Eclipse Director Takes on Challenges of Growth

 
 
By Darryl K. Taft  |  Posted 2004-11-15 Email Print this article Print
 
 
 
 
 
 
 

Mike Milinkovich, executive director of the Eclipse Foundation, talks about the growth of the group's open-source projects.

Mike Milinkovich became executive director of the Eclipse Foundation in June after 20 years in the software business. Most recently, Milinkovich was vice president of Oracle AS Technical Services at Oracle Corp. Milinkovich has held key management positions at Oracle, WebGain Inc., The Object People Inc. and Object Technology International Inc., which became a wholly owned IBM subsidiary. Milinkovich spoke with eWEEK Senior Editor Darryl K. Taft via phone from his base in Ottawa.

What prompted you to accept the job as executive director of Eclipse?

My whole career has been about walking the line between business and technology. I was fascinated with the role at Eclipse because it allows me to deal with both of those in very deep ways. I get to work with some of the brightest technical minds in the software industry, working on projects that millions of developers use. On the business side, I am very interested in the enormous amount of innovation happening in open source. The opportunity to take a role at Eclipse was just too interesting a challenge to pass up.

What have you accomplished during your tenure?

There are three major areas: growth in our open-source projects, growth in membership, and progress in administration and governance. With our open-source projects ... we have created three new top-level projects for Web tools, test and performance tools, and business intelligence and reporting tools. At the same time, we have also proposed and/or created a number of very exciting technology incubators such as Pollinate, the Eclipse communications framework, and the embedded rich-client platform.

Click here to read of the growth of the Eclipse open-source development platform.
On the membership side, we have brought in more than a dozen new members since May. It is a great mix of companies large and small. We have established the Eclipse councils for requirements, planning and architecture. Eclipse is the only large open-source community that is trying to have all of its major projects share a common vision and road map. These councils are the mechanism we are using to accomplish that goal. It is still a bit of an experiment.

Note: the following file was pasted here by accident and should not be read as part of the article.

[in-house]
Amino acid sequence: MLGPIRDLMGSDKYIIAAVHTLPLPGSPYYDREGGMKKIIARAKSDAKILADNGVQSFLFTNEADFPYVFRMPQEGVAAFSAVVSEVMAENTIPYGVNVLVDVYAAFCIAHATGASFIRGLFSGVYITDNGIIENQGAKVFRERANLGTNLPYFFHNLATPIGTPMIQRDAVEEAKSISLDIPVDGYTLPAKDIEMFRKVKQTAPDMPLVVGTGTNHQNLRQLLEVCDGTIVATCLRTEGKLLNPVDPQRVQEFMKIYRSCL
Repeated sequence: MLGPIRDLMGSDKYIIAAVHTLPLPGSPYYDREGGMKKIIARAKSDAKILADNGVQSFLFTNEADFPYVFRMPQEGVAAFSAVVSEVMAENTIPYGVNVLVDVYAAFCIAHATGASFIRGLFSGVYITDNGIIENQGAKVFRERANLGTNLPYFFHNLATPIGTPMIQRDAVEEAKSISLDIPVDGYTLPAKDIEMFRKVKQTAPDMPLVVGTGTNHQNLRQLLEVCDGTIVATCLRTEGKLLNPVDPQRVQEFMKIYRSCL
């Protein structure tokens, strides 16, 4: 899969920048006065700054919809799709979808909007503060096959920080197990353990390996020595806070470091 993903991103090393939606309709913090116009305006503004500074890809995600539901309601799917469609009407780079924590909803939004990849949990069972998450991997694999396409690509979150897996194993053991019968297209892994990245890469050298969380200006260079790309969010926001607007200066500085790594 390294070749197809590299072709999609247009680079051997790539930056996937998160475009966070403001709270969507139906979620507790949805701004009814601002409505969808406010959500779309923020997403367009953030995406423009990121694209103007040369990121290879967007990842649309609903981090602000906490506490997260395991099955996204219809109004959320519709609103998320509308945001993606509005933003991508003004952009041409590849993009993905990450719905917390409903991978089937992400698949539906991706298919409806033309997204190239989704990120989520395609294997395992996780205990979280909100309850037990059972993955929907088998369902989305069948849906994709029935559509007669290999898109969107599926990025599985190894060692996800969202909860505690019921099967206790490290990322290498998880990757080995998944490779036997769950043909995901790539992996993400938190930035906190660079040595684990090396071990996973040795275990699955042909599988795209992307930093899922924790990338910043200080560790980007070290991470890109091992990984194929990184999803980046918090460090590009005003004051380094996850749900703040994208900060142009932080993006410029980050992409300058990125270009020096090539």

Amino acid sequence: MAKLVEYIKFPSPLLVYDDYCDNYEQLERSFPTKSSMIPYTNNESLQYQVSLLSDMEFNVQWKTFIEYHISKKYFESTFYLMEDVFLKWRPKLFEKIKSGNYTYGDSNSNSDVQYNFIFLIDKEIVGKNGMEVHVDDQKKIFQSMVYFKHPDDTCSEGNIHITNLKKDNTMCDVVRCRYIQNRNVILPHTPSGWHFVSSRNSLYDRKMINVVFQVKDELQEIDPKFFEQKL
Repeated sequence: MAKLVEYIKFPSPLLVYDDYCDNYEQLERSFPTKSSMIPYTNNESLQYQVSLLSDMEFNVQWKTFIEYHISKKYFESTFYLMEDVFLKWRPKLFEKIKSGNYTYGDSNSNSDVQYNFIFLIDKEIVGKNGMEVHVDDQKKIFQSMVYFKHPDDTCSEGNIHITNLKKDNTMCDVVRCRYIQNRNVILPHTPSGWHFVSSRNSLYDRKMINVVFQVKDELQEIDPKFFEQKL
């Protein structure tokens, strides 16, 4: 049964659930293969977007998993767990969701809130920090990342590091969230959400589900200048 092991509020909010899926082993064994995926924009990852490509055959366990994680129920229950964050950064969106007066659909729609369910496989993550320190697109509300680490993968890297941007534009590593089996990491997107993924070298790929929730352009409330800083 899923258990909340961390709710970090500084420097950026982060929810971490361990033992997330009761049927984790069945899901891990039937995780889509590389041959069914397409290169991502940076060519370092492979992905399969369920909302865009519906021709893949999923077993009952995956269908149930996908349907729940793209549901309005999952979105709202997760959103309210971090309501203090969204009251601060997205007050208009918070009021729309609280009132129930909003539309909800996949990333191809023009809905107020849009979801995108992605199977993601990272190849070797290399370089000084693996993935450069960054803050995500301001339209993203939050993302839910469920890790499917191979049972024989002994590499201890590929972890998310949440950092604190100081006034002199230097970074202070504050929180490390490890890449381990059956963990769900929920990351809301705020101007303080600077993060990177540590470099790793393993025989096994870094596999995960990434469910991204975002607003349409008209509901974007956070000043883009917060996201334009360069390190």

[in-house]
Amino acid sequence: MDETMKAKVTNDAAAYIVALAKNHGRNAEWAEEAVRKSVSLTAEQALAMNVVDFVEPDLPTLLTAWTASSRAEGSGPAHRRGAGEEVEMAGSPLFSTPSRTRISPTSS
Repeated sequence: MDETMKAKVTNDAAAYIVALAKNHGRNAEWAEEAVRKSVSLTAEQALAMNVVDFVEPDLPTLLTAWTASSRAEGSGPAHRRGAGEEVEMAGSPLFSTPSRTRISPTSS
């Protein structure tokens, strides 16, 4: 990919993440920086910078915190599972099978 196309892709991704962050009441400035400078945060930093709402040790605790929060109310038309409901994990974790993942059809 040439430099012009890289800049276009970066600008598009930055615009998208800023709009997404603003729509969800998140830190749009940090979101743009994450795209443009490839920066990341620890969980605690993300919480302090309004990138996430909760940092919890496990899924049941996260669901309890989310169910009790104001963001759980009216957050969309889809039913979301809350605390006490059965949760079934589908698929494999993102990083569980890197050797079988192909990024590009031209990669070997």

What was your biggest challenge coming in to the job?

Dealing with the rate and pace of growth at Eclipse. We are basically starting from scratch in many areas but, at the same time, are supporting hundreds of developers, hundreds of commercially available Eclipse-based products, and providing downloads and access to millions of users.

Whats your biggest challenge going forward?

Dealing with growth. Eclipse is growing at an enormous rate on all dimensions. But the staff of the Eclipse Foundation is currently five people. We are not going to be able to do everything that Eclipse needs on our own. It is only by relying on the energy and passion of Eclipses supporters that we can be successful.

Next Page: Rapid growth.



 
 
 
 
Darryl K. Taft covers the development tools and developer-related issues beat from his office in Baltimore. He has more than 10 years of experience in the business and is always looking for the next scoop. Taft is a member of the Association for Computing Machinery (ACM) and was named 'one of the most active middleware reporters in the world' by The Middleware Co. He also has his own card in the 'Who's Who in Enterprise Java' deck.
 
 
 
 
 
 
 

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